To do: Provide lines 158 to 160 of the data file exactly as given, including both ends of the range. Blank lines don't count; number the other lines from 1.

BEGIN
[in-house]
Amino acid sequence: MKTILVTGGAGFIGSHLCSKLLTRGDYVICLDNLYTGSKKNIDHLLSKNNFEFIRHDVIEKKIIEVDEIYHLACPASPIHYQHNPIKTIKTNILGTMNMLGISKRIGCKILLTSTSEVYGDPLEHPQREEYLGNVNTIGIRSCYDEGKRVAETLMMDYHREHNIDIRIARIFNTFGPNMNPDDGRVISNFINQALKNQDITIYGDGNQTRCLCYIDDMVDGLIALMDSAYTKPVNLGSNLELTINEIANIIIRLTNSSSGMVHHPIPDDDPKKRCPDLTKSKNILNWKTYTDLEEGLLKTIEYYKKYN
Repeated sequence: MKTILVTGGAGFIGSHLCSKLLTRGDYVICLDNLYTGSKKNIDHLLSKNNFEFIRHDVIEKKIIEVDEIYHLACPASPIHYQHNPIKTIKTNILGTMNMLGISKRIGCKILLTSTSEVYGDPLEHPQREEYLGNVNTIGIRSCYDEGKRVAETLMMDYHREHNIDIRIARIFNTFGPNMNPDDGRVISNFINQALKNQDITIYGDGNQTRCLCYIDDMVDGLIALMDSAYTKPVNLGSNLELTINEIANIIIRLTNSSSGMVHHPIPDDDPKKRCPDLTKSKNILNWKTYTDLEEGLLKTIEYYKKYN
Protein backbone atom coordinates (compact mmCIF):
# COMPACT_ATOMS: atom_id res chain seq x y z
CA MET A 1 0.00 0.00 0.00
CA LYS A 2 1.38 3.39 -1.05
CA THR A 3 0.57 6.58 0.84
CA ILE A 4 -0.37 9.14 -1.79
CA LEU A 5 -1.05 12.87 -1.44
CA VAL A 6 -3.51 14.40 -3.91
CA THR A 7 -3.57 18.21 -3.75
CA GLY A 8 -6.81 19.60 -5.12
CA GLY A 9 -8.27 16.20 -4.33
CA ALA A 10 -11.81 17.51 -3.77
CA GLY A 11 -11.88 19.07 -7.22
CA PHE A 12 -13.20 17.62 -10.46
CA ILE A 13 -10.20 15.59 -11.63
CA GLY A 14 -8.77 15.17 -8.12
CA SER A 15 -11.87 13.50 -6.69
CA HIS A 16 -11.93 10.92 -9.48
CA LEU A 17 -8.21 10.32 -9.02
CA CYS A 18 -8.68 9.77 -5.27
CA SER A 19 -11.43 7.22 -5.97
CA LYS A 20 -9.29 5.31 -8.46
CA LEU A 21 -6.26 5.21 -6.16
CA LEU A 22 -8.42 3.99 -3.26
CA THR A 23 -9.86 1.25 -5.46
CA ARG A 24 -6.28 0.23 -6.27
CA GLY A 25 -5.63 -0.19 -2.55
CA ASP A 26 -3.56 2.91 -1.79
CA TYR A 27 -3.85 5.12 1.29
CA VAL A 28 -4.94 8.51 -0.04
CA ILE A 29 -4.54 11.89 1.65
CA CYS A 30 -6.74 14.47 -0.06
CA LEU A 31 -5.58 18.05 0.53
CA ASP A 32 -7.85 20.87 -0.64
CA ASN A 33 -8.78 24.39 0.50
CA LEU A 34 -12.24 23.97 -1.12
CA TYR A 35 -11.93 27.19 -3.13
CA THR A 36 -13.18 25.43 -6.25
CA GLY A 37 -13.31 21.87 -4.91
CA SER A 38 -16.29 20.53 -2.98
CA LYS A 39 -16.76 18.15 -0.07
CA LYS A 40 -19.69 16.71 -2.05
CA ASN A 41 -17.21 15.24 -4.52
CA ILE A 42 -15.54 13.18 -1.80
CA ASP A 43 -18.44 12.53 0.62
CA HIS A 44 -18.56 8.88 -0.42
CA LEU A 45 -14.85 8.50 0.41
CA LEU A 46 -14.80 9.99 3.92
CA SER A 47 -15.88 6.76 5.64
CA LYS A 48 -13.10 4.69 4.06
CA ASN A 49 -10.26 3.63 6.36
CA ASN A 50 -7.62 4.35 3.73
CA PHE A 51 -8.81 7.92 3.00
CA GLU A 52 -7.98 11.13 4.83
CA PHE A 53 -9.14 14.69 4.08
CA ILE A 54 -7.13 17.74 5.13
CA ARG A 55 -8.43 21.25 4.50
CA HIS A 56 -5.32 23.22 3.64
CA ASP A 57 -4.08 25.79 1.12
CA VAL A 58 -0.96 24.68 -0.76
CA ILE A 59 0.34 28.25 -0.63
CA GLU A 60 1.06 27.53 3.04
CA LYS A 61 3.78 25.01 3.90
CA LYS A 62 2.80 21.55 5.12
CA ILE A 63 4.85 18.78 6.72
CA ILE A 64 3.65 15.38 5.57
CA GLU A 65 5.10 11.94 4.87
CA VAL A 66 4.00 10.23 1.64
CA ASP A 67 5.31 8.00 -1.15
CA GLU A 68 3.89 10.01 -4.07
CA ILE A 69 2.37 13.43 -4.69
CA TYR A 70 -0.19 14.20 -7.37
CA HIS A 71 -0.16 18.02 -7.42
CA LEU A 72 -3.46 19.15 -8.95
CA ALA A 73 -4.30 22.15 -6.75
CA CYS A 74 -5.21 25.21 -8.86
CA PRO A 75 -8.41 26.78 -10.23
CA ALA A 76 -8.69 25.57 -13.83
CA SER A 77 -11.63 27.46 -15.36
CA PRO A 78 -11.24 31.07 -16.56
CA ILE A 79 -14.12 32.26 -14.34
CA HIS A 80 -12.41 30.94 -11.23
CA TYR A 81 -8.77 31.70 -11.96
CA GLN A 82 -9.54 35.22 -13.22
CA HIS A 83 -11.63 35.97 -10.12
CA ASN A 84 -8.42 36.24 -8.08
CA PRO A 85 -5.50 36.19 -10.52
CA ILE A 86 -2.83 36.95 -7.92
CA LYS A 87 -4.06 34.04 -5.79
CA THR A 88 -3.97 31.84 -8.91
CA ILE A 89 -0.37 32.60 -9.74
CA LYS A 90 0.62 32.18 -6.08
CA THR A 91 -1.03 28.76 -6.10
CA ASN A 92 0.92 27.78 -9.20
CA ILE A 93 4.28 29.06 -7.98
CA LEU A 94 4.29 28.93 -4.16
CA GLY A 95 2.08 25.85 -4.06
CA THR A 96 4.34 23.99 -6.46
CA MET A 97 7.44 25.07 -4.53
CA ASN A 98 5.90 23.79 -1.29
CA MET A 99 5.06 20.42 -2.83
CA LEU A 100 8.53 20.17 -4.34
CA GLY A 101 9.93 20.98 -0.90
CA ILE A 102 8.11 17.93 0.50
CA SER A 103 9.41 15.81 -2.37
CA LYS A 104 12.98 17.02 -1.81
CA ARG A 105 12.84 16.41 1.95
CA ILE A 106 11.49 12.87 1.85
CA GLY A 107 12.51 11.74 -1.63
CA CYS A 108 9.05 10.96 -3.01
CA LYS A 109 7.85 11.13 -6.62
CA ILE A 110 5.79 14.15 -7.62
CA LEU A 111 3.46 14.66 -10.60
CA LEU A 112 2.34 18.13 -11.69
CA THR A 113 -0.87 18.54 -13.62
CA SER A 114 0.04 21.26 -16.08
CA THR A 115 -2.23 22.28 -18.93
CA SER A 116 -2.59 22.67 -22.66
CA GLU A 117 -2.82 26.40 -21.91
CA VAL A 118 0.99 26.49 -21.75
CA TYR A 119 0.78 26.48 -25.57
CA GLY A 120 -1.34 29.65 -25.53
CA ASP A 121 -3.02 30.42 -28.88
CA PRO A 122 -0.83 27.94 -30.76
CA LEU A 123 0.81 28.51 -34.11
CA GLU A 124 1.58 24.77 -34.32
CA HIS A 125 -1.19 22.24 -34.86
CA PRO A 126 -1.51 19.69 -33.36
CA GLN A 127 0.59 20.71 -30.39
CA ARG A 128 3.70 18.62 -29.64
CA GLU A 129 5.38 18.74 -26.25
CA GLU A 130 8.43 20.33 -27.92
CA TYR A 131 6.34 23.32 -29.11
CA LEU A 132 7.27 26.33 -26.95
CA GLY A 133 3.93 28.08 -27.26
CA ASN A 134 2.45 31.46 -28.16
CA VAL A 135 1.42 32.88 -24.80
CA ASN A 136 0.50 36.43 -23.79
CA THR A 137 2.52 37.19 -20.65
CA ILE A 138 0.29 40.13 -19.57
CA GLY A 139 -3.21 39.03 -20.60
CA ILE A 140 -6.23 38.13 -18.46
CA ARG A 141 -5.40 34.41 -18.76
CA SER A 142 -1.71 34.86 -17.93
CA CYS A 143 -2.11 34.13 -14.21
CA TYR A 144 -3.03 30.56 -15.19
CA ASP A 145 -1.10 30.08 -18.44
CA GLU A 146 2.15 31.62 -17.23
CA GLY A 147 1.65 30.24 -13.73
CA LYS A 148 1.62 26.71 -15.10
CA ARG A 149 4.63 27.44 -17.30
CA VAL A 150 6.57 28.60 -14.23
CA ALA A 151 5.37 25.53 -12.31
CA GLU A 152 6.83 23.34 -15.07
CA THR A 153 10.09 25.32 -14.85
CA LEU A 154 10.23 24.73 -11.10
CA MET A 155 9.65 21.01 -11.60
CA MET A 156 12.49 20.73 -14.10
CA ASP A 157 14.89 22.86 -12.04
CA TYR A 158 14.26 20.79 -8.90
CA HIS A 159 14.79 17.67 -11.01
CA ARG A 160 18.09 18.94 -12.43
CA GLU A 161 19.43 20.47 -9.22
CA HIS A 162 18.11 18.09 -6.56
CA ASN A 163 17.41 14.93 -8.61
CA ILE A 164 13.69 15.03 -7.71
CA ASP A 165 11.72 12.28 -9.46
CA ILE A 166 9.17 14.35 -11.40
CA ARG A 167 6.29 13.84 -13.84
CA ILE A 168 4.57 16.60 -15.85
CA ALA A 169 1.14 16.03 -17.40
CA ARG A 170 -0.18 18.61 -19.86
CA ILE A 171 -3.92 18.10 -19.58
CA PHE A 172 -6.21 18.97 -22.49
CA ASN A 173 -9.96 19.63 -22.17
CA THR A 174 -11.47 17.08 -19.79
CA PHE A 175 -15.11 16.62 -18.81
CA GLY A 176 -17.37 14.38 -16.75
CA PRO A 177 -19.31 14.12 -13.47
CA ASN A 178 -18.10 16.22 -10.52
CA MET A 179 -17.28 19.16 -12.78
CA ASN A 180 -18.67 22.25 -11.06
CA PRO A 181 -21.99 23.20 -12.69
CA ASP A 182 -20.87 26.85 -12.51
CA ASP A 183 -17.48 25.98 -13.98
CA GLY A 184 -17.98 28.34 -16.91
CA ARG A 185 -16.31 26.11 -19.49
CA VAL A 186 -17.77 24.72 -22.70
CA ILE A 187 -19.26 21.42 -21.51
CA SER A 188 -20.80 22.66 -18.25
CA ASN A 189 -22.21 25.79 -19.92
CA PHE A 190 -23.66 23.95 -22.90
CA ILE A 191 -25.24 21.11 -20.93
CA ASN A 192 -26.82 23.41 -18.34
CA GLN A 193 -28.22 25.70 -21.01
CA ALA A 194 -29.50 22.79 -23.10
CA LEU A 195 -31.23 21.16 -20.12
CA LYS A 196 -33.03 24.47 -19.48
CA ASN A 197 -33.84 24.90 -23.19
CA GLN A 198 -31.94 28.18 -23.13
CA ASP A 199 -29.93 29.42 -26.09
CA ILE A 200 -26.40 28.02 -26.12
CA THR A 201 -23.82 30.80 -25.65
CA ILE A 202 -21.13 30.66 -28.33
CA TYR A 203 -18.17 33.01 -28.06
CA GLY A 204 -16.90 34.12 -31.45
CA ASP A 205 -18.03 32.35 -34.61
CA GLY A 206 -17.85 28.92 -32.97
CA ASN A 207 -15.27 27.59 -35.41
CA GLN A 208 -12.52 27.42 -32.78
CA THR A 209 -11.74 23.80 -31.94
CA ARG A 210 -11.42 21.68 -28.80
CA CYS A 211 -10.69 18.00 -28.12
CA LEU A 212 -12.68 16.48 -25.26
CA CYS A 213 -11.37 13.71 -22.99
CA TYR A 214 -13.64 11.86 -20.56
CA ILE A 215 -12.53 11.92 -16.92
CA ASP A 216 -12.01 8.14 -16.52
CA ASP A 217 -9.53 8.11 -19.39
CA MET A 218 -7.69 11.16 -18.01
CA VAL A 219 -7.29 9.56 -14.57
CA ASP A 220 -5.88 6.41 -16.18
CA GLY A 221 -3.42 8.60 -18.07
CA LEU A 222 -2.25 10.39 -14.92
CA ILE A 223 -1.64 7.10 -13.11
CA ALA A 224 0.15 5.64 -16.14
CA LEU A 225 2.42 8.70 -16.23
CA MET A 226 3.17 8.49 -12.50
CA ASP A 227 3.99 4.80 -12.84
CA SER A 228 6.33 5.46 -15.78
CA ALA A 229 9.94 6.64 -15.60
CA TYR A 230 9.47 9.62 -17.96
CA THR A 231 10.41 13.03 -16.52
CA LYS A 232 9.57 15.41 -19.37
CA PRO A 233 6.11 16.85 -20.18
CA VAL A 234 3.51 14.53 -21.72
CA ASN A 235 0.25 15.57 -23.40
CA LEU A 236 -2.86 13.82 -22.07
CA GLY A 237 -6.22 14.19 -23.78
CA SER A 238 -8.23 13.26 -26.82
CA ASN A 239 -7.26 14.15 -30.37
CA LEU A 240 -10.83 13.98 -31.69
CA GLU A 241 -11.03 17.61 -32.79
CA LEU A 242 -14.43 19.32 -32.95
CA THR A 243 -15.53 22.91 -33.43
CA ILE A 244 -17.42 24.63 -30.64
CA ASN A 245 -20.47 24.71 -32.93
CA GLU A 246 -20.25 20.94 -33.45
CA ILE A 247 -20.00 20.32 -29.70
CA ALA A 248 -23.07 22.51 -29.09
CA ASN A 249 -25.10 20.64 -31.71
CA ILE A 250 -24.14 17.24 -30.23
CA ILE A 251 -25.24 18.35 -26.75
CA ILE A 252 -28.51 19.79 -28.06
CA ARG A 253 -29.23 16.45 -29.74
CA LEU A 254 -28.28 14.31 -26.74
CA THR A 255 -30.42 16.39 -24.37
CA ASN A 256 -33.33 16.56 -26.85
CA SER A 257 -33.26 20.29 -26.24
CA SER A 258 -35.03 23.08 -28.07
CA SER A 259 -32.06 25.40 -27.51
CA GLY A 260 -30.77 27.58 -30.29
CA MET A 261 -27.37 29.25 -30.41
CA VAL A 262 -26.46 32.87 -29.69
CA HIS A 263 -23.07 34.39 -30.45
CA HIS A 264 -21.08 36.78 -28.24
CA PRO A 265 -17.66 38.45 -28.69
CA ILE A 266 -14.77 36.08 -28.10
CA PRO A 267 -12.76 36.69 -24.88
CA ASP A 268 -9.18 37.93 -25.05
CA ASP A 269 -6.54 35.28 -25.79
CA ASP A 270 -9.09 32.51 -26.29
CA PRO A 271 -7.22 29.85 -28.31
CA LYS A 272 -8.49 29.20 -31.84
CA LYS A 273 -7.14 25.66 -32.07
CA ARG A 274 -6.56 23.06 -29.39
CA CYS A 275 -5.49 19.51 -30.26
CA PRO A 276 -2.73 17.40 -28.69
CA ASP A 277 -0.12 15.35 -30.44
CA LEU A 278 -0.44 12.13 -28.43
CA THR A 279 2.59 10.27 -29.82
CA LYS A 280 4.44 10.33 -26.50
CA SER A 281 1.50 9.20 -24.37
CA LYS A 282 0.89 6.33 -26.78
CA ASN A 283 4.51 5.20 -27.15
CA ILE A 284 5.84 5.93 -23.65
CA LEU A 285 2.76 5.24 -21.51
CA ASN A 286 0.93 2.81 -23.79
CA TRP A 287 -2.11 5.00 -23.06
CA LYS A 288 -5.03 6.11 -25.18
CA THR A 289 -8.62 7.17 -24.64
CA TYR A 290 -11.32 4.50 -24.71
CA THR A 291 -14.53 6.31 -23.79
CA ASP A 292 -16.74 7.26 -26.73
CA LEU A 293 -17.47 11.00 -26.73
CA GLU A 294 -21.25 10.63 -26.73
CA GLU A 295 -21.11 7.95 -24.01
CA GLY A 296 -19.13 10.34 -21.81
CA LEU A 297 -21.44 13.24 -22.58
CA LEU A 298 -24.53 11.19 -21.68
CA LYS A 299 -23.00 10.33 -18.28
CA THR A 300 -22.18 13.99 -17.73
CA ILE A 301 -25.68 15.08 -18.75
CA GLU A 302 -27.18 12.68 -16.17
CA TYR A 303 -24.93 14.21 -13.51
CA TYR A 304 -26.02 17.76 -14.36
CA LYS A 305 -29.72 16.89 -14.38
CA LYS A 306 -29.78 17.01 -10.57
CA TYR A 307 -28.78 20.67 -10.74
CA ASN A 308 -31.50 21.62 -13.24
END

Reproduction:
CA THR A 153 10.09 25.32 -14.85
CA LEU A 154 10.23 24.73 -11.10
CA MET A 155 9.65 21.01 -11.60